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Writing Essays and Reports (Papers)

Aside from exams, papers are probably the most popular means at the university for evaluating students' abilities and skills. Papers are difficult for a number of reasons:

  • The paper is the standard means by which critical thinking is evaluated -- and critical thinking is, by its nature, difficult.
  • Since the paper is the standard means of communication in the university environment, you will be marked not only on content, but also on your adherence to the standards of presentation that have been established for the discipline.
  • Often, little useful guidance or constructive feedback is provided to help you learn strategies that will lead to successful essay writing.
  • The "one chance" paper is not optimal for mastery, since there is no opportunity to learn from your mistakes.
  • The low frequency of writing assignments does not provide sufficient opportunities for practice.


  1. Analyze the question meticulously. Your professor probably put a lot of work into composing the assignment, so you should put a lot of work into reading it. Look up every important word in the dictionary, even if you are sure of its meaning (some words have multiple meanings, or technical meanings that might not be familiar to you). Pay particular attention to technical terms. Make use of specialized dictionaries and glossaries available in the Reference section of the Library. Find out what criteria will be used in marking you paper. These may or may not be stated explicitly. Make up a checklist.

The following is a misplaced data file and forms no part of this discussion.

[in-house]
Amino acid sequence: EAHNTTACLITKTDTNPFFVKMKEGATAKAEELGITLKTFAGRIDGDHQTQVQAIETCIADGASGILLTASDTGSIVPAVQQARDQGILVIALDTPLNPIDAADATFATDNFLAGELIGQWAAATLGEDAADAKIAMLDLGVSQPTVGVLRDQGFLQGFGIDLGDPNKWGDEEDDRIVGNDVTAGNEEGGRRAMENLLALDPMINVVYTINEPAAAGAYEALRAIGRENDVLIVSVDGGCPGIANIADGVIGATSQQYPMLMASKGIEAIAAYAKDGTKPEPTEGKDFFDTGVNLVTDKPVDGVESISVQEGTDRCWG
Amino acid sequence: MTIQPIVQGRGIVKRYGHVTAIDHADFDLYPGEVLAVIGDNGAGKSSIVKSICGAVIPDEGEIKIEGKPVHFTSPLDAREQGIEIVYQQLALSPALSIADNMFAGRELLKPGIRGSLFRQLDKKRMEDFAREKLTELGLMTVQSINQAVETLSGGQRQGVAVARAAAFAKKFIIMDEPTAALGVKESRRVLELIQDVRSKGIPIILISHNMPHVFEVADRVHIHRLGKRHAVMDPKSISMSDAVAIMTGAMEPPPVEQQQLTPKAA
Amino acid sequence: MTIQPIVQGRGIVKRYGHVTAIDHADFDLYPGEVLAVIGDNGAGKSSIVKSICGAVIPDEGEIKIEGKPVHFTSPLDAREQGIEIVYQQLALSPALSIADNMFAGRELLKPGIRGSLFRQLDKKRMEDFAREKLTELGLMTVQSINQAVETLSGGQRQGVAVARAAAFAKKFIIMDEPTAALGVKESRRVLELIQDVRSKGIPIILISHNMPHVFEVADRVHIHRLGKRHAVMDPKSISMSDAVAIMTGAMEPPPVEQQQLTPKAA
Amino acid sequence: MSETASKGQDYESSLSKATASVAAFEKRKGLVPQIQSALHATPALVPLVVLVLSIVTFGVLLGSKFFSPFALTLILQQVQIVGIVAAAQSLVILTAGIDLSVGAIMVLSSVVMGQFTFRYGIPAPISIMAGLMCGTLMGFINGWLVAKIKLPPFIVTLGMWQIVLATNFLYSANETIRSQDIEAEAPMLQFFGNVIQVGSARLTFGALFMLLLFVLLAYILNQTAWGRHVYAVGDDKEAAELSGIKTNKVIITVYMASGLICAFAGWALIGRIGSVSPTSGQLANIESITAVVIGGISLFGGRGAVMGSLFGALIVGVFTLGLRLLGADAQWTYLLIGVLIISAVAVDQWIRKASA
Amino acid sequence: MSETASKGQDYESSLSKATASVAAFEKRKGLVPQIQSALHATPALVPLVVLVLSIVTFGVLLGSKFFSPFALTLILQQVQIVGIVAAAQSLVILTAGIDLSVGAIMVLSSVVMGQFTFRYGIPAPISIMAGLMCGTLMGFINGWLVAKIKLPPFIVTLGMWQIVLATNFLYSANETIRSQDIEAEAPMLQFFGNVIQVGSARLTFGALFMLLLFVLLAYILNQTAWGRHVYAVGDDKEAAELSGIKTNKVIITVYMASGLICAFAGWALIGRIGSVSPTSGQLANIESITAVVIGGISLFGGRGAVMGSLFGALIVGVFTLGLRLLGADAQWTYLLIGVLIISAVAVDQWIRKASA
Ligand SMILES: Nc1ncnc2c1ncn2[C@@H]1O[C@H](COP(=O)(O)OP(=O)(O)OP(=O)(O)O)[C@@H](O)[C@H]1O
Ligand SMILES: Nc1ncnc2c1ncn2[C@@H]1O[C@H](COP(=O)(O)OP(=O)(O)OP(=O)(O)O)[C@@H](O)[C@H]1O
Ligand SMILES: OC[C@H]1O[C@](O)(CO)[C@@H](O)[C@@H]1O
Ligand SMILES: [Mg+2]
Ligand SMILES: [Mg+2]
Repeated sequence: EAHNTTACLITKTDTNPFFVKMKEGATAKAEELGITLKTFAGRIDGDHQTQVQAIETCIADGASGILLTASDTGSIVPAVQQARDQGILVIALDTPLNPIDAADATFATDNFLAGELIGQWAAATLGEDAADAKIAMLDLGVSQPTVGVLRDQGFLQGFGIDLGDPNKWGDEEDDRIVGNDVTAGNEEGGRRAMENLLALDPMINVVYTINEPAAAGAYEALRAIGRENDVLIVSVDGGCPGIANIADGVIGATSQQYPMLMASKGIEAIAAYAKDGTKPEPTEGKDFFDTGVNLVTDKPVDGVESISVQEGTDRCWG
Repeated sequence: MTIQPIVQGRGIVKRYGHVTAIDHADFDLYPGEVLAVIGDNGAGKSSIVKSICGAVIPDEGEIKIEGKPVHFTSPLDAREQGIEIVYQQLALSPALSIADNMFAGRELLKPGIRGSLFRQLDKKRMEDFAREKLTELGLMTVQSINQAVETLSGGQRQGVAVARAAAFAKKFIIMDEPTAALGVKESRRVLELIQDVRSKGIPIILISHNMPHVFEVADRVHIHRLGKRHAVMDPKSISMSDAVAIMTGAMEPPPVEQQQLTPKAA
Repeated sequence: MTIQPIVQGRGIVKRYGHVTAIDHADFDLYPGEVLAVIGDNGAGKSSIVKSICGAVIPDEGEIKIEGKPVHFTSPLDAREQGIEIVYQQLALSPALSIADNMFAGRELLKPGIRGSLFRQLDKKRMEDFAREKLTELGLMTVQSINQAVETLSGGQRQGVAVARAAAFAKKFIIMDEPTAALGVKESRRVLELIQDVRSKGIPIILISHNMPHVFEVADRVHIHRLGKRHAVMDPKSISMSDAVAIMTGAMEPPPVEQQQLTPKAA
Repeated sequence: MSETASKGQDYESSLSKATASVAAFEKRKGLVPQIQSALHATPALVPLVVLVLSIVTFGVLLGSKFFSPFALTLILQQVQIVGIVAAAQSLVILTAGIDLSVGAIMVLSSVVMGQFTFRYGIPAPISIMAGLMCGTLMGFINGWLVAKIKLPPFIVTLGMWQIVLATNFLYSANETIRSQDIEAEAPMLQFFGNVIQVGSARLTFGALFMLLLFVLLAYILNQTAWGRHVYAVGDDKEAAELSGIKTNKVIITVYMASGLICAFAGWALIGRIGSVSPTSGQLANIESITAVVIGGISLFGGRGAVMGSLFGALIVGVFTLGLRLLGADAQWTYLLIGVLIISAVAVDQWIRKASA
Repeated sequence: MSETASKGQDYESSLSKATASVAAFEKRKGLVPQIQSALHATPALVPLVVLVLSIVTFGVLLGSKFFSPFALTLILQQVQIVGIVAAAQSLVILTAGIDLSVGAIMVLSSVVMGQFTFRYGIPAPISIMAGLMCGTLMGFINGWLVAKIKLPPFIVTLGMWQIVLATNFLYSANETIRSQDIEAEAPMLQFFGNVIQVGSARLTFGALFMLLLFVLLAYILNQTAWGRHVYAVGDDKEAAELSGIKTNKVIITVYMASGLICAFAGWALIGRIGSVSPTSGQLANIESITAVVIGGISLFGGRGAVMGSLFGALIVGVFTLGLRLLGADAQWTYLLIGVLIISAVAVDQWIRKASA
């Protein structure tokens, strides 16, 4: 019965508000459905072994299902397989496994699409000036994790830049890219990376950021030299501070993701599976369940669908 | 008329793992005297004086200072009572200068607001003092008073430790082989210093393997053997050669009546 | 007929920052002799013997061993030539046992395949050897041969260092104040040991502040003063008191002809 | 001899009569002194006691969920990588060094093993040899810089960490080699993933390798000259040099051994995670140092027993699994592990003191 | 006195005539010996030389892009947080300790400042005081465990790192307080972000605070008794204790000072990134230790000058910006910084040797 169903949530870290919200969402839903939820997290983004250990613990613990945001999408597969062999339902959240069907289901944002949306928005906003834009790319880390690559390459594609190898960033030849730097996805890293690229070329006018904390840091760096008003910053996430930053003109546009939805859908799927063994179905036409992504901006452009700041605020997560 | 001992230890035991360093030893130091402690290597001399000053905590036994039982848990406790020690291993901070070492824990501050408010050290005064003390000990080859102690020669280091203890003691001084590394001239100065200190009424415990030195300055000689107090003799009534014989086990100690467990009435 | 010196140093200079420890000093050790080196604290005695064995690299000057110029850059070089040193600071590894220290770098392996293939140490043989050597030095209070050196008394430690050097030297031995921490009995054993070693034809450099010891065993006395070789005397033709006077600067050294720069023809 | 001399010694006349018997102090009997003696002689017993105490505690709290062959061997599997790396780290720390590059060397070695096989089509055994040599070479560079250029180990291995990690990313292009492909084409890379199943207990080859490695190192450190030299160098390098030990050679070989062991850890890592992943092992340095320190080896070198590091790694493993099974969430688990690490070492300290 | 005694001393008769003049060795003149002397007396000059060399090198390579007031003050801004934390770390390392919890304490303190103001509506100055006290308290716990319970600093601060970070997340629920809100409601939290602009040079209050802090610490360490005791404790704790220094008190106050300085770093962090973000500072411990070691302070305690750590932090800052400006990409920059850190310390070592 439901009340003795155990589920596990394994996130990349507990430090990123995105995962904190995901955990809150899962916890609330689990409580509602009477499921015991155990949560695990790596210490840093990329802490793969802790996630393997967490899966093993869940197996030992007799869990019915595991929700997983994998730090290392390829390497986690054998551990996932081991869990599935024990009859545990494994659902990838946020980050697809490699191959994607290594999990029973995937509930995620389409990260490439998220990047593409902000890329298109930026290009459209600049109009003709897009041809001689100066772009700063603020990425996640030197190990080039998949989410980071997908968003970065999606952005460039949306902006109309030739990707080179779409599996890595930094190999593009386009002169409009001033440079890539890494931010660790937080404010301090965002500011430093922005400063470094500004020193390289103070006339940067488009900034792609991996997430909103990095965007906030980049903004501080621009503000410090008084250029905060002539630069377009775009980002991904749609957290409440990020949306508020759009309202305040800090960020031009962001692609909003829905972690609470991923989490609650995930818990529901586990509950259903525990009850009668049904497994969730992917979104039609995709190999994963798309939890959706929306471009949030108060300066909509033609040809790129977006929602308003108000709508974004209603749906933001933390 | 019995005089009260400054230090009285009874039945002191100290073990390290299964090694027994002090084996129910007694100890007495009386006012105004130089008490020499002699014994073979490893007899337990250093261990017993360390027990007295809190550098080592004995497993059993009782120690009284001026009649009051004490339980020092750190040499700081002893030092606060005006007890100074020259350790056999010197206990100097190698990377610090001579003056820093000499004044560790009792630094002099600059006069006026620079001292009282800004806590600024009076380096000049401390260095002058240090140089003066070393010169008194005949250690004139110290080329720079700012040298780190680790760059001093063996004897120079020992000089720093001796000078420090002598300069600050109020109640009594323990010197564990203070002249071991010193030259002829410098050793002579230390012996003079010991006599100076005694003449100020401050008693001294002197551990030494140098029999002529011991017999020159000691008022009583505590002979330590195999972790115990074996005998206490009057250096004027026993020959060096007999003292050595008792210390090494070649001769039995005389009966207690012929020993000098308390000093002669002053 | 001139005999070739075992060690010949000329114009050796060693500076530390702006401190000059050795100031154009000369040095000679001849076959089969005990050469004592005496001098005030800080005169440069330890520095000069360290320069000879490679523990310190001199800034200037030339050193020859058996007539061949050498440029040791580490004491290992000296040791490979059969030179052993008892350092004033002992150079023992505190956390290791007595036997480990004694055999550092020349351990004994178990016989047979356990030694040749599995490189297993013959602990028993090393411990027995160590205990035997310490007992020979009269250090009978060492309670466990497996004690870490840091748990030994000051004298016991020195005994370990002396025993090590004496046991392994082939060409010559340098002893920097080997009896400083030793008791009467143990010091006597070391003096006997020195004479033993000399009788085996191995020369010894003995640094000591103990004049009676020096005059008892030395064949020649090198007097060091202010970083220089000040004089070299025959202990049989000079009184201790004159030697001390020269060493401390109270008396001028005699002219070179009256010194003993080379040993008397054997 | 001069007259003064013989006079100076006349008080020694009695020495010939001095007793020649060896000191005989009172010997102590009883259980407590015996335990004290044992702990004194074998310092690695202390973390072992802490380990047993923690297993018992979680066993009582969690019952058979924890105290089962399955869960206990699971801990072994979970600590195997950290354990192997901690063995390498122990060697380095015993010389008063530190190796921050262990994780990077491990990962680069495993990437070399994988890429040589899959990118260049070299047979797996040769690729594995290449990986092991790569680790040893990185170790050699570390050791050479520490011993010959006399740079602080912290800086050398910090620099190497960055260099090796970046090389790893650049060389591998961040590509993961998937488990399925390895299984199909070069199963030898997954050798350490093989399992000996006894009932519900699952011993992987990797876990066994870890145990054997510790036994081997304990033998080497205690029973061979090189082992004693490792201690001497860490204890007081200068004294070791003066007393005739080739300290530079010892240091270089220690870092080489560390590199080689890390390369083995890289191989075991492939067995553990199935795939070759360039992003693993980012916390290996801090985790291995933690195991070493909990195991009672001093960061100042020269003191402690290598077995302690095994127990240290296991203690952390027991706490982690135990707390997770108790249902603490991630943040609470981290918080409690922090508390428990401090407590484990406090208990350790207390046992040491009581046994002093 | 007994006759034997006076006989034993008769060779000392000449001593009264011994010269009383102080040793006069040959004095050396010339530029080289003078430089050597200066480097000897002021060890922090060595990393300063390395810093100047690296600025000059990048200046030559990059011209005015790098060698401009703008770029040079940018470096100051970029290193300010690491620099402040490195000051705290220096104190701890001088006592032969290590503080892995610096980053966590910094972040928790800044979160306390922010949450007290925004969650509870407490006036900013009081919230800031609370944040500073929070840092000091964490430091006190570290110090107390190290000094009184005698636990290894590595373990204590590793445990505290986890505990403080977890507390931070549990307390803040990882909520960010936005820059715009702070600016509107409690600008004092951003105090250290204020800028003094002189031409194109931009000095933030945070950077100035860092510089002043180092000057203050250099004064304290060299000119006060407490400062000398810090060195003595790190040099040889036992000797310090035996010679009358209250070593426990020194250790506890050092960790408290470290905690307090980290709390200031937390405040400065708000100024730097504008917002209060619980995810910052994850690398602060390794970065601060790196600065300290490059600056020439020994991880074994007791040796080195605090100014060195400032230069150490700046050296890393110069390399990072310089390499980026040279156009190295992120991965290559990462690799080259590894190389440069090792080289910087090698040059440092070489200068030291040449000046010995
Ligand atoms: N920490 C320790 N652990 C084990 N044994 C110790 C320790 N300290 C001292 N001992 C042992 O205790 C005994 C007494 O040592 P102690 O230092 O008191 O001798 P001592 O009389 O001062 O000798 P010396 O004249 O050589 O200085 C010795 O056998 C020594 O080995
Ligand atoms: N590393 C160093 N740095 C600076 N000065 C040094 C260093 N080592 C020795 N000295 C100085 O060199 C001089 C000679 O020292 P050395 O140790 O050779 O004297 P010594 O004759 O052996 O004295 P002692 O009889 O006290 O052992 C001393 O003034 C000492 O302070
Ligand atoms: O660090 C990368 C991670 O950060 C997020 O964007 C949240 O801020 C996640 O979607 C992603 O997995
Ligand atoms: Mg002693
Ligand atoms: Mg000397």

2. Find a model to work from, if possible; a marked essay that has met the criteria effectively (i.e., received a good mark and positive comments) and analyze it to see how it succeeded. Be sure to analyze your own marked essays in this way. It is much easier to work from a model than to try to meet abstract criteria or guidelines, without knowing what the result is supposed to "look like."
  3. Apply critical thinking strategies. Remember that the process of writing does not look at all like the finished product. The process, which involves critical thinking, is not often neat, tidy, orderly, or linear. It is actually often confused and without a clear direction. These are characteristics of the critical thinking process, but are not apparent in the finished essay.
  4. Make sure that the finished essay meets all criteria, and looks good. Leave enough time to edit carefully for grammar, spelling, and format (eg. APA, MLA, etc.).

Individual Help

If you get stuck while you are working on an essay, or if you have had trouble in this area before, be sure to make an appointment with David Palmer-Stone . We can help you work through your difficulty, then discuss the strategies we have used, with specific reference to your own concerns, so that you can apply the appropriate strategies on your own in the future.


Periodically, we offer a free Essay Writing workshop. The purpose of the workshop is to address participants' concerns, suggest resources, and offer some strategies that may be useful for dealing with the problems that occur at the various stages of the writing process. Check our schedule of events.


The Modular Learning Skills Course includes four modules that cover the stages in the essay writing process.


The following handouts on writing papers are available at Counselling Services.


Additional References

The English Department has a The Hypertext Writer's Guide (on-line) that you can browse.

The Learning & Teaching Centre also has The Writing Centre. Check it out too!

Duke University guide to citation styles (APA, Chicago, MLA, Turabian)

Links to information on references and citations.

For information on Common English Errors, check out Dr. Paul Brians' (Washington State University) website.

Some links to information on plagiarism.


Updated: May 2012

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